This Week on One Detroit, Arts & Culture:
An archive of oral history interviews with Japanese internment camp survivors found by Detroit documentary filmmaker Chien-An Yuan sparked an idea: how could these stories be creatively amplified to tell a new story, one reflective of the past and present day? That’s where the Asian American and Pacific Islander artists’ collective IS/LAND, of which Yuan is a collaborator, came in.
Together they created a new collaboration titled “Invisible Embrace,” to create a space and experience that allows audiences to share, learn and reflect on the experiences of Japanese internment camp survivors. A performance of “Invisible Embrace” can be seen at the Ann Arbor Public Library in October.
One Detroit Arts & Culture sat down with Amber Kao, a mover and creative collaborator on “Invisible Embrace” with IS/LAND, to talk about the unique sound mechanics used, how recent waves of anti-Asian hate reflect the survivors’ stories, and what they hope audiences take away from the performance.
Twelve years ago the College for Creative Studies, in Detroit, and Business Leaders for Michigan joined forces to create Design Core Detroit, a nonprofit economic development corporation housed within the creative college with a mission to establish Detroit as a globally recognized creative capital. That same year Design Core Detroit celebrated the inaugural Detroit Month of Design, a multi-disciplinary creative arts festival that’s held annually from Sept. 1-30, to showcase the diversity of creativity Detroit has to offer.
One Detroit Arts & Culture host Satori Shakoor sits down with Design Core Detroit Co-Executive Director Kiana Wenzel for a conversation about the 80 different events, like Eastern Market After Dark, on tap for this year’s festival, ranging from exhibitions, installations, artist talks, tours and workshops.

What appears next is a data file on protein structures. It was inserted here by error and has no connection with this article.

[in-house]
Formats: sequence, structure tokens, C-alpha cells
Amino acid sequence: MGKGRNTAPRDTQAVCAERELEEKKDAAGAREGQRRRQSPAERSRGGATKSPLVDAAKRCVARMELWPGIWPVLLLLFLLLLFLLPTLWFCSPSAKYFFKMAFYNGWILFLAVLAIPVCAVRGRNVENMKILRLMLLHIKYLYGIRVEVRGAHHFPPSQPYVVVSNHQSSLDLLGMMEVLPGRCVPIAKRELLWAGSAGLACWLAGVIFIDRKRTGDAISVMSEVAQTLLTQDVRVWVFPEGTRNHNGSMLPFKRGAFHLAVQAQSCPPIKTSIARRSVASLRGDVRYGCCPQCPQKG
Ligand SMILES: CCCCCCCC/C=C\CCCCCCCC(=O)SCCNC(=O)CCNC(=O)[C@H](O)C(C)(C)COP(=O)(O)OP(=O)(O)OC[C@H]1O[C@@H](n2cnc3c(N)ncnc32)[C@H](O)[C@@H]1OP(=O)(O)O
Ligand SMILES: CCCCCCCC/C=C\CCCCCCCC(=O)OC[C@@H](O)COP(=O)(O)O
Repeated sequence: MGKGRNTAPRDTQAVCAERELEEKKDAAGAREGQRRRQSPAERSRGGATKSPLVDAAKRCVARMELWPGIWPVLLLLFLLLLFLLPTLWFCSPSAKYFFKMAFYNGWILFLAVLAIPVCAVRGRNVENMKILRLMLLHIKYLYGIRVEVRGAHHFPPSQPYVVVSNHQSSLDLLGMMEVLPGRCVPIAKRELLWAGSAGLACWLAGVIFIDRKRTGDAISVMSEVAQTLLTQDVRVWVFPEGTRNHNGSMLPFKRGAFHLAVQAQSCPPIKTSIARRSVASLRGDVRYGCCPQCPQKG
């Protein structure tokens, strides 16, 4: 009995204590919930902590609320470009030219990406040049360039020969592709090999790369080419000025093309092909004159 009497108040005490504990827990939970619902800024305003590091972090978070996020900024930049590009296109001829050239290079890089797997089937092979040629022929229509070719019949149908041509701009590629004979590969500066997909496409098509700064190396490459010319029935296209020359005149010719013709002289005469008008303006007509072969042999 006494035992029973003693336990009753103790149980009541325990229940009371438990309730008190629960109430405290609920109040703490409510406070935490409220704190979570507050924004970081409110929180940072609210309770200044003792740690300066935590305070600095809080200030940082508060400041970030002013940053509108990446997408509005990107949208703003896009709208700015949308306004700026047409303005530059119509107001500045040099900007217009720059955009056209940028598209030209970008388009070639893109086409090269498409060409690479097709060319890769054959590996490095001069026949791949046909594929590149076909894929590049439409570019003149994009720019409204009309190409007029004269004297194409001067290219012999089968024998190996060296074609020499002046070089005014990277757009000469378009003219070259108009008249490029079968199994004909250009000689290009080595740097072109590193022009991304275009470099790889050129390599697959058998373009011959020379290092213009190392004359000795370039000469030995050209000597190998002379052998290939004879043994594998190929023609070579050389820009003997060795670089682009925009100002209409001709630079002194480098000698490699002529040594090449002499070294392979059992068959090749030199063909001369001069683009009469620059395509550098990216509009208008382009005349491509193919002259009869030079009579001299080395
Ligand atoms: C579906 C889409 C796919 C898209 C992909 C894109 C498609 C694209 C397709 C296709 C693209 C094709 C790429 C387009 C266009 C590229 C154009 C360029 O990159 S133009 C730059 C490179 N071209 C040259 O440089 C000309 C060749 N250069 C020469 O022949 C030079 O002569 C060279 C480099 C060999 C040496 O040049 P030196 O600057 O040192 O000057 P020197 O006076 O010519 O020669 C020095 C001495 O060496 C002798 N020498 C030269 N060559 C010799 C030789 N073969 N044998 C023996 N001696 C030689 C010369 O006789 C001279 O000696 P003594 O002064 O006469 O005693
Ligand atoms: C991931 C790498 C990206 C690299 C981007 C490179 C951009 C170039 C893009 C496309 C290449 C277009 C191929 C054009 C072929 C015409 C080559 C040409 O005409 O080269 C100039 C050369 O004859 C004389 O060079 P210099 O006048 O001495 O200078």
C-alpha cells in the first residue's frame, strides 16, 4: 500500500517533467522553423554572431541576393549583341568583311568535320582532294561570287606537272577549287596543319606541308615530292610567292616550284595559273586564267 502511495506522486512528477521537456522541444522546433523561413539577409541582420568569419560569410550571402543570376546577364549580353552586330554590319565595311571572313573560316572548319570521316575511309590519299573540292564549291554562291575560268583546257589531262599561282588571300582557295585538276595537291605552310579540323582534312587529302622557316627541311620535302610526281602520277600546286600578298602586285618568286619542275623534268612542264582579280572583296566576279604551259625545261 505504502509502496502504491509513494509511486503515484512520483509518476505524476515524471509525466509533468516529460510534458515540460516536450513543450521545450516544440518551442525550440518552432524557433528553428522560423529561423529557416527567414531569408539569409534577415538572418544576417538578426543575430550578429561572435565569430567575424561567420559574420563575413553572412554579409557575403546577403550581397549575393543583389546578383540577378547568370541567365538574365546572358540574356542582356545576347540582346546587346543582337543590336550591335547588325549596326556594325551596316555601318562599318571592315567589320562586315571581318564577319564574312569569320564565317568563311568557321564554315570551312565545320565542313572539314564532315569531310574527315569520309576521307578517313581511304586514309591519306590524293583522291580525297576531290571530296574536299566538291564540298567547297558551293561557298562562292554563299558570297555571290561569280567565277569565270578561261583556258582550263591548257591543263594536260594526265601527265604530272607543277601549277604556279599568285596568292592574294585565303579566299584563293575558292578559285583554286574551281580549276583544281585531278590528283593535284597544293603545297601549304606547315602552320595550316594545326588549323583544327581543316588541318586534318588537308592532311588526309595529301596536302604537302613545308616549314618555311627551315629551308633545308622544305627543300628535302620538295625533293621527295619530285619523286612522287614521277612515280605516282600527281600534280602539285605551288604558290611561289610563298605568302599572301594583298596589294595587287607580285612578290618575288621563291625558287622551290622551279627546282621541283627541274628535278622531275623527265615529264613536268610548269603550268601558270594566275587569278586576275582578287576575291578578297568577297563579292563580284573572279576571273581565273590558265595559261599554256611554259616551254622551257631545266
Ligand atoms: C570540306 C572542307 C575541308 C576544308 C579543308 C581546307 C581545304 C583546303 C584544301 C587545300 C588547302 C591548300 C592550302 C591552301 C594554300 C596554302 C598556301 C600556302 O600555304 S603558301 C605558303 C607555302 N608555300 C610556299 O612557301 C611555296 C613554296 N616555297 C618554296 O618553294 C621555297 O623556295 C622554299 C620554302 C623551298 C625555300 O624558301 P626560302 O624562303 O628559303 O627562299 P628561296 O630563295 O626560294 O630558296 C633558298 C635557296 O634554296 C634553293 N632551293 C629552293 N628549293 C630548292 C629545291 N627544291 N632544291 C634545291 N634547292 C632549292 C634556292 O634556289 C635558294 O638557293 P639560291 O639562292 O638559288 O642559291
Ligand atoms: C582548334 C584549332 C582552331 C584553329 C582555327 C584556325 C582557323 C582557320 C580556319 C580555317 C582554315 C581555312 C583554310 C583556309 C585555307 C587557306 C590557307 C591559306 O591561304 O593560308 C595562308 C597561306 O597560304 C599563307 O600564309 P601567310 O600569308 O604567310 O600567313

Plus, they talk about Detroit’s storied history of creative industries and designers, as well as the new generation of designers coming out of the city’s top creative colleges, and about a new vision for inclusive design that’s more sustainable and equitable.
A rich tradition of Hispanic culture lives within Southwest Detroit’s neighborhoods. It’s not only found in the corridors of Mexicantown but in a local dance troupe, Ballet Folklorico de Detroit, whose mission is to keep the Mexican traditions of folkloric dance alive for a new generation of Mexican Americans living here. In recognition of Hispanic Heritage Month Sept. 15 – Oct. 15, One Detroit contributing producer Daijah Moss takes a trip to Southwest Detroit to learn more about Ballet Folklorico de Detroit.
Ballet Folklorico de Detroit Co-Founders Janette and Lance Rodriguez join Moss to talk about giving younger Mexican Americans a sense of pride in their heritage through the folkloric dance traditions, the role dance plays in Mexican culture, and the numerous styles of dance and clothing dancers might wear based on the region where the dance originated.
Plus, Moss talks with four students — Adiley and Adilen Ramirez Garcia, and Karen and Alondra Castellanos — about how being involved in the organization has helped them connect with and learn about their Mexican heritage.
Closing out the show, One Detroit gets viewers moving and grooving with a Latin dance party from “Detroit Perform: Live from Marygrove,” featuring Armando Vega’s salsa band.
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IS/LAND premieres a new performance titled “Invisible Embrace,” based on Japanese internment camp survivors’ stories. Satori Shakoor hears what’s on tap for the 12th annual Detroit Month of Design festival. Plus, a local dance troupe, Ballet Folklorico de Detroit, keeps the Mexican tradition of folkloric dance alive in Southwest Detroit. And, Armando Vega’s salsa band performs.
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